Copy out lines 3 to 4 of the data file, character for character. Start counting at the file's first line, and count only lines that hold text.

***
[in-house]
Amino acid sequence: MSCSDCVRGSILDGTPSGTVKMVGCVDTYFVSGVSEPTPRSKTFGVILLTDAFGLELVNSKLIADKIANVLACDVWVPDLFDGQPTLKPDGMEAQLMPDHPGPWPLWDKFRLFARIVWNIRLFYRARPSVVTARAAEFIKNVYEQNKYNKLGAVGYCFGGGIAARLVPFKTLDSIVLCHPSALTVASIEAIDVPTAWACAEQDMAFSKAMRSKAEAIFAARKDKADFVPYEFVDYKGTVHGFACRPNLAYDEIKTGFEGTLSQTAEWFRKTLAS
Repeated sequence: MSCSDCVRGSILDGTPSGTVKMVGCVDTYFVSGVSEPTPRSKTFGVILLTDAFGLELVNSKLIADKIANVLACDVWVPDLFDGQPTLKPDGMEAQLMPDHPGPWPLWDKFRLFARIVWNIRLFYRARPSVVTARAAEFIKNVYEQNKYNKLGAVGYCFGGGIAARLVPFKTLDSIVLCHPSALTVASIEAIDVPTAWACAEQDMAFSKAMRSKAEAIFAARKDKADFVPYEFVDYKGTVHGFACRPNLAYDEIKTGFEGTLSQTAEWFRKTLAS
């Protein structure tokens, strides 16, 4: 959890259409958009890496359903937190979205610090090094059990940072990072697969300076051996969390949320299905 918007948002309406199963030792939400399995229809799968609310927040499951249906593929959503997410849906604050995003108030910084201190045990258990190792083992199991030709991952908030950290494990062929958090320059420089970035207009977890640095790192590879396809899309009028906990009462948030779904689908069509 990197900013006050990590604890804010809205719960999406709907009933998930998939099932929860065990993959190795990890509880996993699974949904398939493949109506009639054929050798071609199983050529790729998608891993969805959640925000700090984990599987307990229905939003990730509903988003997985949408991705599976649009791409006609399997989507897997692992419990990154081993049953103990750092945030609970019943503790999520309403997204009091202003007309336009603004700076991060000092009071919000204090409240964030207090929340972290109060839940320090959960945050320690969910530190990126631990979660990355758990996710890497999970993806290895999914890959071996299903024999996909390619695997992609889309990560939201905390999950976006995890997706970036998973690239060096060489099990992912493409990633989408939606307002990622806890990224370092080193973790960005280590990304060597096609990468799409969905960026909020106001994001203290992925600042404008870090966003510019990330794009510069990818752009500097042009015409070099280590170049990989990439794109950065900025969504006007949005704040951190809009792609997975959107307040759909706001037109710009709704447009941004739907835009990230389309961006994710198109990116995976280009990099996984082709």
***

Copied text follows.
Repeated sequence: MSCSDCVRGSILDGTPSGTVKMVGCVDTYFVSGVSEPTPRSKTFGVILLTDAFGLELVNSKLIADKIANVLACDVWVPDLFDGQPTLKPDGMEAQLMPDHPGPWPLWDKFRLFARIVWNIRLFYRARPSVVTARAAEFIKNVYEQNKYNKLGAVGYCFGGGIAARLVPFKTLDSIVLCHPSALTVASIEAIDVPTAWACAEQDMAFSKAMRSKAEAIFAARKDKADFVPYEFVDYKGTVHGFACRPNLAYDEIKTGFEGTLSQTAEWFRKTLAS
């Protein structure tokens, strides 16, 4: 959890259409958009890496359903937190979205610090090094059990940072990072697969300076051996969390949320299905 918007948002309406199963030792939400399995229809799968609310927040499951249906593929959503997410849906604050995003108030910084201190045990258990190792083992199991030709991952908030950290494990062929958090320059420089970035207009977890640095790192590879396809899309009028906990009462948030779904689908069509 990197900013006050990590604890804010809205719960999406709907009933998930998939099932929860065990993959190795990890509880996993699974949904398939493949109506009639054929050798071609199983050529790729998608891993969805959640925000700090984990599987307990229905939003990730509903988003997985949408991705599976649009791409006609399997989507897997692992419990990154081993049953103990750092945030609970019943503790999520309403997204009091202003007309336009603004700076991060000092009071919000204090409240964030207090929340972290109060839940320090959960945050320690969910530190990126631990979660990355758990996710890497999970993806290895999914890959071996299903024999996909390619695997992609889309990560939201905390999950976006995890997706970036998973690239060096060489099990992912493409990633989408939606307002990622806890990224370092080193973790960005280590990304060597096609990468799409969905960026909020106001994001203290992925600042404008870090966003510019990330794009510069990818752009500097042009015409070099280590170049990989990439794109950065900025969504006007949005704040951190809009792609997975959107307040759909706001037109710009709704447009941004739907835009990230389309961006994710198109990116995976280009990099996984082709």